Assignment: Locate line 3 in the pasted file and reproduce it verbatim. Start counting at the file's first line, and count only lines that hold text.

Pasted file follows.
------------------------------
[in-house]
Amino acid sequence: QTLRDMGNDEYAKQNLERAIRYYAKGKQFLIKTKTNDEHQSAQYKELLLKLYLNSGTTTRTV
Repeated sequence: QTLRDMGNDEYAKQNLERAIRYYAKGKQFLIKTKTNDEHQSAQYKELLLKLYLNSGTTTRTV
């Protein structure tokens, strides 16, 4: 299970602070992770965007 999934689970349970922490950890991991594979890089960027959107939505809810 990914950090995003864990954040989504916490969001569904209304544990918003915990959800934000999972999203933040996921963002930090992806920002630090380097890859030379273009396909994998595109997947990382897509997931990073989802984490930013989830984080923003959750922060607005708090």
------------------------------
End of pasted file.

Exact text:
Repeated sequence: QTLRDMGNDEYAKQNLERAIRYYAKGKQFLIKTKTNDEHQSAQYKELLLKLYLNSGTTTRTV